As a parent, I never wished popularity on my children; it takes a lot of work to stay on top. And researchers have come up with a reason I hadn’t thought of: Popular kids are more likely to smoke cigarettes, they say.
The conclusion, published Wednesday in the Journal of Adolescent Health, is based on surveys among teenagers in ninth and 10th grades at seven predominantly Latino high schools in the Los Angeles area. It confirms previous studies about high school students in the U.S. and Mexico.
Thomas Valente, a professor of preventive medicine at USC’s Keck School of Medicine, and colleagues asked 1,950 students whether they had tried smoking and how frequently they’d smoked in the last month. They also asked the students how they thought their friends felt about smoking, the smoking habits of their peers, and who their five best friends were. The frequency a student was identified as a friend was used to measure popularity.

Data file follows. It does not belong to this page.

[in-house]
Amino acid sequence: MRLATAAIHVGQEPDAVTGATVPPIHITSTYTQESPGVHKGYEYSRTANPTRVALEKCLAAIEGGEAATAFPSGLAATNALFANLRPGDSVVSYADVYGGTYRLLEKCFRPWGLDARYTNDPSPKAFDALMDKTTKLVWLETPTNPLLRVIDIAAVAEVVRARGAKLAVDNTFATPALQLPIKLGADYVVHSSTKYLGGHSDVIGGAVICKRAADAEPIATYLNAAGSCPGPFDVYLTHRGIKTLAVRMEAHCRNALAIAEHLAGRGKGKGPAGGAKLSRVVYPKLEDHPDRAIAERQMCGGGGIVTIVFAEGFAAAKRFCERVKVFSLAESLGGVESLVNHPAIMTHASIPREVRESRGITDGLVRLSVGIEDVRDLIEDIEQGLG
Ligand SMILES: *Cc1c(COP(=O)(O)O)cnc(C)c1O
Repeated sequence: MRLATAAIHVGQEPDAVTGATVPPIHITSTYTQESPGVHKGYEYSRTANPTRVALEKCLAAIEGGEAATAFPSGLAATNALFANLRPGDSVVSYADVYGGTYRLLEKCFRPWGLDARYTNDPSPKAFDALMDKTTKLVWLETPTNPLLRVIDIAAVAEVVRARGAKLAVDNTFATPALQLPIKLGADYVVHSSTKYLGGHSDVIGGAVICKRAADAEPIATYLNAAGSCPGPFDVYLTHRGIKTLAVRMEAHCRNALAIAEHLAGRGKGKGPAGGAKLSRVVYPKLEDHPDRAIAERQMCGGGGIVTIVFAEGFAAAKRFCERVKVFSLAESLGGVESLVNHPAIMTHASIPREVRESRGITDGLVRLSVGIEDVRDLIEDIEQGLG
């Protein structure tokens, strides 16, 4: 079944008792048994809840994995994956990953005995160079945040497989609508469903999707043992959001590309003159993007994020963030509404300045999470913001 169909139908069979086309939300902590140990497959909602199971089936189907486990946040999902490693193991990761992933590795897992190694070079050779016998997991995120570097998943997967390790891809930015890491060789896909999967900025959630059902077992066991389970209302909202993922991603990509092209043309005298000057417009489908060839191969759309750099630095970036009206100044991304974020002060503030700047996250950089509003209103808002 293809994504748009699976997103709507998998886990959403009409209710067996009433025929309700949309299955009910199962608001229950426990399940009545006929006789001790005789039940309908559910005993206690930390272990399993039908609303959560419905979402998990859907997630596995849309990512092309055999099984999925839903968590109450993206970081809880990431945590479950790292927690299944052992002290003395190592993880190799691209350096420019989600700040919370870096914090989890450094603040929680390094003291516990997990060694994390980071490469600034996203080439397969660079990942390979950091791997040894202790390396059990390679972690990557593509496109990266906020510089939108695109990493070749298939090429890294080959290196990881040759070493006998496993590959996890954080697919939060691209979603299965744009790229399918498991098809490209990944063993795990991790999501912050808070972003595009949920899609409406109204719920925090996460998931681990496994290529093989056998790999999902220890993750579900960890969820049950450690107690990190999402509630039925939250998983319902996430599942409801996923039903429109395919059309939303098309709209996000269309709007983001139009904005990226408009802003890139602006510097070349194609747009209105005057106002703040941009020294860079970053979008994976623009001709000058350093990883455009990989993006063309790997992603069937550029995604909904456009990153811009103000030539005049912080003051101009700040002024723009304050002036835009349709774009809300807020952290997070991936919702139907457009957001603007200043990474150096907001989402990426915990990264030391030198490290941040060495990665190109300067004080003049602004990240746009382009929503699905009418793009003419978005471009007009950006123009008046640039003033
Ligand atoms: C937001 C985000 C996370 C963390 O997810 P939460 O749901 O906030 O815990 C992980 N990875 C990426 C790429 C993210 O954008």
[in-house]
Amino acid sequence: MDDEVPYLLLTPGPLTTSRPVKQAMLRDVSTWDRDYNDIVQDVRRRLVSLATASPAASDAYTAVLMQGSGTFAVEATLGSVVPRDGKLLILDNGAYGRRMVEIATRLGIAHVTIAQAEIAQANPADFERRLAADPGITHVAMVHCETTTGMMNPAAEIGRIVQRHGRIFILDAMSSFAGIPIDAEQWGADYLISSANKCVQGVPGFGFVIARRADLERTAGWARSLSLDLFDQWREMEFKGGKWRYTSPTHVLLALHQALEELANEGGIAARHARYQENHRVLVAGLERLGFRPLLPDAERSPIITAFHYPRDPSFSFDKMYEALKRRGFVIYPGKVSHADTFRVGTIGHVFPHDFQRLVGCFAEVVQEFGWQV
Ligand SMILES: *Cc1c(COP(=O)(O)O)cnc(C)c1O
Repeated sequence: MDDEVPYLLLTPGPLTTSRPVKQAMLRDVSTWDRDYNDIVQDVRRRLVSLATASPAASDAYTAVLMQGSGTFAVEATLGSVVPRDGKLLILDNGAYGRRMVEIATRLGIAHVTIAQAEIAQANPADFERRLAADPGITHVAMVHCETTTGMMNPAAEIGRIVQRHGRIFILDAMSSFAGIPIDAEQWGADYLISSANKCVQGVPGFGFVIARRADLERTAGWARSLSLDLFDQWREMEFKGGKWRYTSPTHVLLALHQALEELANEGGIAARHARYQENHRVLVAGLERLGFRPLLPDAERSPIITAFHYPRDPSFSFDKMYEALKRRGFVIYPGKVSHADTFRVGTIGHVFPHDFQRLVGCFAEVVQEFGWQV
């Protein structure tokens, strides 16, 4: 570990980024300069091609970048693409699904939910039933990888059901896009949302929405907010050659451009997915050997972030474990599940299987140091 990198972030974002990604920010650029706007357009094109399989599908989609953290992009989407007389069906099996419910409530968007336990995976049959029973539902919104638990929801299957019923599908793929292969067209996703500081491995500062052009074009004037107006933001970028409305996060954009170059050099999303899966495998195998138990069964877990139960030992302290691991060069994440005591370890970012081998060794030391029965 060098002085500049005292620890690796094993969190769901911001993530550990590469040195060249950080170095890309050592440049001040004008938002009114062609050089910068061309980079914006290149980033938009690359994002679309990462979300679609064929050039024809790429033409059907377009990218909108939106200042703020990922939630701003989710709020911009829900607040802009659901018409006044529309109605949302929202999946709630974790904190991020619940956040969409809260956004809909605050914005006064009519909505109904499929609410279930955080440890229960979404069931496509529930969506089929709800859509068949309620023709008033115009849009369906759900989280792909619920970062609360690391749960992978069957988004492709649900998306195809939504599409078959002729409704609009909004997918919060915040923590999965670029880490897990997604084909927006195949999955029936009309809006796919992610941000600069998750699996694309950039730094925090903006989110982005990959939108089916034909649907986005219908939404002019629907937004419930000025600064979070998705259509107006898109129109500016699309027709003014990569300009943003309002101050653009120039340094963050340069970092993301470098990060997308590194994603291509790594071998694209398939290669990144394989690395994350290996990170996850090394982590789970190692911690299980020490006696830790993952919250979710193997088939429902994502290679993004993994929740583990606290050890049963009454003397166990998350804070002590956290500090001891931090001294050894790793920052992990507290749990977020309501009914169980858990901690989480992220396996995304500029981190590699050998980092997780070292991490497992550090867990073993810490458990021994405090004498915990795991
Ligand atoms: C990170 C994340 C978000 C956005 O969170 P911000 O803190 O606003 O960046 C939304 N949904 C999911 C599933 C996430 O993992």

Among ninth graders, 25.6% reported smoking; among 10th graders, it was 28.1%.
The researchers found that students’ perceptions of their peers’ behavior mattered as much as whether or not they actually smoked.
If you thought all the antismoking messages had made smoking less popular, that’s true. But it’s also still true in many places that smoking and popularity go hand-in-hand, Valente said.